A sign of more versions to come is the inclusion of moulded-on external plates on the fuselage. These must be sanded off carefully for this version - a little bit of a pain, as it will require some rescribing (perhaps separate etched parts would have been a better idea?). Another indicator of future versions is a V-frame arrestor hook and alternative cannon covers that are unused in this boxing.

instructions and decals
The assembly guide is printed as a 12-page A-5 booklet in black and white. Colour illustrations of the colour schemes are available online, and I have reproduced them here.

The construction drawings are neatly done and laid out in a clear and logical order. Overall, the Seafire doesn't look a difficult build for anyone used to limited run kits and using a few photo-etched parts. Colour matches are given for Gunze Sangyo paints.

Decals for four colour schemes are included:
A. Seafire Mk.XV, "White 122", 806 Sqn. FAA, HMS Glory, September 1946
B. Seafire Mk.XV, s/n SW786 "White 11-4/Y", 806 Sqn. FAA, HMS Glory and Kai-Tek airfield, 1946
C. Seafire Mk.XV, s/n SR537 "White 132/N", 806 Sqn. FAA, HMS Implacable, February 1946
D. Seafire Mk.XV, "White 13-9/T", 806 Sqn. FAA, RAF Trincomalee, Ceylon, Summer 1945

Scheme A is painted in post-war Extra Dark Sea Grey/Sky, while the others wear full wartime camouflage.

The decals are produced by Dead Design and AviPrint and look to be excellent quality - thin and glossy, and in perfect register on the sample sheet.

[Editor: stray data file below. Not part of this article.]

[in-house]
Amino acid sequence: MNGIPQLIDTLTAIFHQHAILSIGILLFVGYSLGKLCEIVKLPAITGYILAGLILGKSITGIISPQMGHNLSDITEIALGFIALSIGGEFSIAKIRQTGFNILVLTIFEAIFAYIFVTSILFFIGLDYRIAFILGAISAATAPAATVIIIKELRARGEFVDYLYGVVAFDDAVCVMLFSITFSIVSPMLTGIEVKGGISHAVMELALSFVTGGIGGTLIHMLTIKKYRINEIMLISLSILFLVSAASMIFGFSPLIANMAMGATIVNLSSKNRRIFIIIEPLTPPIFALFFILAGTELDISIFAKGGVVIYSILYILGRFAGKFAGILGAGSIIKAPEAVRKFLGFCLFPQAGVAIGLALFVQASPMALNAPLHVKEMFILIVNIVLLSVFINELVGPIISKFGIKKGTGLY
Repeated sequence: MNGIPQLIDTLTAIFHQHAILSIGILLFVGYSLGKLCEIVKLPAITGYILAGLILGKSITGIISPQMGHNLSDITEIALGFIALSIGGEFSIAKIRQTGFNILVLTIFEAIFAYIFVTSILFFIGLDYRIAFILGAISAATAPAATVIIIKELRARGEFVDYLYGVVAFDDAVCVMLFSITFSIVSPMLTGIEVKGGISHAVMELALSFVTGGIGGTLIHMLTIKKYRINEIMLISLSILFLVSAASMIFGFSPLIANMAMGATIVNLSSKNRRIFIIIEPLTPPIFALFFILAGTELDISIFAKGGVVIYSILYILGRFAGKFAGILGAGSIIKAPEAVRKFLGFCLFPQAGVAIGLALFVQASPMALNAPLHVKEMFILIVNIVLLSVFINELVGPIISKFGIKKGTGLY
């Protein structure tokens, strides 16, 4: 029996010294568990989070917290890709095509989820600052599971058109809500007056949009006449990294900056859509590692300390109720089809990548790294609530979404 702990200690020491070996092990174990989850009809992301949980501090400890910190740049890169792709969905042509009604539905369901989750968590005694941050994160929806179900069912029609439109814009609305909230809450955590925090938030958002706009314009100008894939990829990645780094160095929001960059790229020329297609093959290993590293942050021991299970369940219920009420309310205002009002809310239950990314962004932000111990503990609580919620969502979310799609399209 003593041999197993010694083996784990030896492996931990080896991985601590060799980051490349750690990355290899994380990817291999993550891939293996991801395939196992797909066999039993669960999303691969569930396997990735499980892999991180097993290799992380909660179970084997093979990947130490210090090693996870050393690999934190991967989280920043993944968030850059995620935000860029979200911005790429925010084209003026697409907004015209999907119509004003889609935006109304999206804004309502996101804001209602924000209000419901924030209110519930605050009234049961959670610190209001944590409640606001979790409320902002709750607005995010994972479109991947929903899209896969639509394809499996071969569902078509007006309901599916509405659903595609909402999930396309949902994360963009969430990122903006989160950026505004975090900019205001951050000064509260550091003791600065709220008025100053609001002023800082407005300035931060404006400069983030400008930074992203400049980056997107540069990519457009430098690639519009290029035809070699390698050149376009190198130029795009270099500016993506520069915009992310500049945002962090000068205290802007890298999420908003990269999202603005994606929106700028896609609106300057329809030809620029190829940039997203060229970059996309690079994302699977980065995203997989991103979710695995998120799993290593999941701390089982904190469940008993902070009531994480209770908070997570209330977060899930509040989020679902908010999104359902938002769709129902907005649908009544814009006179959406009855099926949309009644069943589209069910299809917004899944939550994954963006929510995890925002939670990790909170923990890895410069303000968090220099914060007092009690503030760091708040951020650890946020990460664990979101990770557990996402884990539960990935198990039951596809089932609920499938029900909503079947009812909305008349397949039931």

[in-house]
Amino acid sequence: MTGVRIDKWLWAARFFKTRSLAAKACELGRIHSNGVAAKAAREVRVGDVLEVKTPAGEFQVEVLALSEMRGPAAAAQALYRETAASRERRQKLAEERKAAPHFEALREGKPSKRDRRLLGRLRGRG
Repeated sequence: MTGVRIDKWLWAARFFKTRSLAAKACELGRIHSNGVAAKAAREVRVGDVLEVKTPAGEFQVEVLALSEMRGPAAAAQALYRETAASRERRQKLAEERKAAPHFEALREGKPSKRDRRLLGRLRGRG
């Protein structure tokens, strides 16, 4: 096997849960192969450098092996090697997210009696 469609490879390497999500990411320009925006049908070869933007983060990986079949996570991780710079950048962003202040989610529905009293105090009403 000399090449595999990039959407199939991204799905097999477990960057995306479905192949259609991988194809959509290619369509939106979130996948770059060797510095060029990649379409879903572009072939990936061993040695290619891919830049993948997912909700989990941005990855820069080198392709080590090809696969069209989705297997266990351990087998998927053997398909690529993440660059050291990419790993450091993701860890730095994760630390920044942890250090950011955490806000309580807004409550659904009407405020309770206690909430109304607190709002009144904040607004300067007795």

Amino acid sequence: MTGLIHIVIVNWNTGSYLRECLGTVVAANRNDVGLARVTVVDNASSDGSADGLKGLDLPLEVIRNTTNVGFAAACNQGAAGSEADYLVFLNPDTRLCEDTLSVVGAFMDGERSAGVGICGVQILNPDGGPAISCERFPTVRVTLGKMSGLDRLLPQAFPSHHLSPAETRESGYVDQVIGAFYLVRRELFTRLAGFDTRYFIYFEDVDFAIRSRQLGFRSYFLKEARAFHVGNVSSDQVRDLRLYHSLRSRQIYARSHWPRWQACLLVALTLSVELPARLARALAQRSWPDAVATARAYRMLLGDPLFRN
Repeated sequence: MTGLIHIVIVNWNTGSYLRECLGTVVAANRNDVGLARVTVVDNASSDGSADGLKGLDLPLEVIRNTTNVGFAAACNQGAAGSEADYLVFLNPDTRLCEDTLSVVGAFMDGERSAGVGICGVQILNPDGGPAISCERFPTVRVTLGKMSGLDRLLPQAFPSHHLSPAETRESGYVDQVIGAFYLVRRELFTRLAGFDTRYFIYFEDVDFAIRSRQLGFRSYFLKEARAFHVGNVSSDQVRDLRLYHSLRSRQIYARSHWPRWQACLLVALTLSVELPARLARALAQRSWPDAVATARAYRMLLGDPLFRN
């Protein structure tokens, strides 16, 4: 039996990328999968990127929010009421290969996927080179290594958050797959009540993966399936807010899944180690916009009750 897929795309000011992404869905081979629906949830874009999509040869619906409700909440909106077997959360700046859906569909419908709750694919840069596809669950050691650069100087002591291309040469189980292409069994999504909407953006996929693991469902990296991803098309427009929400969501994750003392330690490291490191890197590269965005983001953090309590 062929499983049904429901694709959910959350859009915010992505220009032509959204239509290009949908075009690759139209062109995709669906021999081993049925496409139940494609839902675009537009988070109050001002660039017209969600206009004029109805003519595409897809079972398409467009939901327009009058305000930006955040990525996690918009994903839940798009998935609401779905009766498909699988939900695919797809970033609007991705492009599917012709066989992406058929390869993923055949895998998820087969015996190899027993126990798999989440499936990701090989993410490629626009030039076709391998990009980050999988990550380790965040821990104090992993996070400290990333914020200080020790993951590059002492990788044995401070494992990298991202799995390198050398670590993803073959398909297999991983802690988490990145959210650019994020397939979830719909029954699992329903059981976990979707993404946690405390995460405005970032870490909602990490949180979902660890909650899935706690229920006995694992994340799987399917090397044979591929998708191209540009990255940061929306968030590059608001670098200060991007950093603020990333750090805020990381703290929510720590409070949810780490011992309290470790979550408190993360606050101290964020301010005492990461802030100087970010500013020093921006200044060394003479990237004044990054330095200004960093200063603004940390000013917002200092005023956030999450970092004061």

conclusion
Special Hobby's Seafire looks set to be a very enjoyable build. I'd have to say honours are divided equally in my opinion between this and the Airfix kit, and they should look great sat side by side. Notwithstanding Special Hobby's traditional short-run background, this is at the cutting edge of the genre, and anyone with a little experience should have few problems with the Seafire. Recommended.

Please remember, when contacting retailers or manufacturers, to mention that you saw their products highlighted here - on AEROSCALE.
SUMMARY
Highs: Well moulded and very nicely detailed. Excellent decals for 4 x colour schemes.
Lows: The nose contours don't look quite right to me, but the kit scores in other areas. A little sanding and rescribing is required on the rear fuselage for this version.
Verdict: Special Hobby's Seafire Mk.XV make not be suitable for beginners, but looks set to be a very enjoyable build for modellers with a little experience.
Percentage Rating
90%
  Scale: 1:48
  Mfg. ID: SH 48116
  Suggested Retail: £19.50
  PUBLISHED: May 20, 2012
  NATIONALITY: United Kingdom
NETWORK-WIDE AVERAGE RATINGS
  THIS REVIEWER: 87.85%
  MAKER/PUBLISHER: 84.58%

Our Thanks to Special Hobby!
This item was provided by them for the purpose of having it reviewed on this KitMaker Network site. If you would like your kit, book, or product reviewed, please contact us.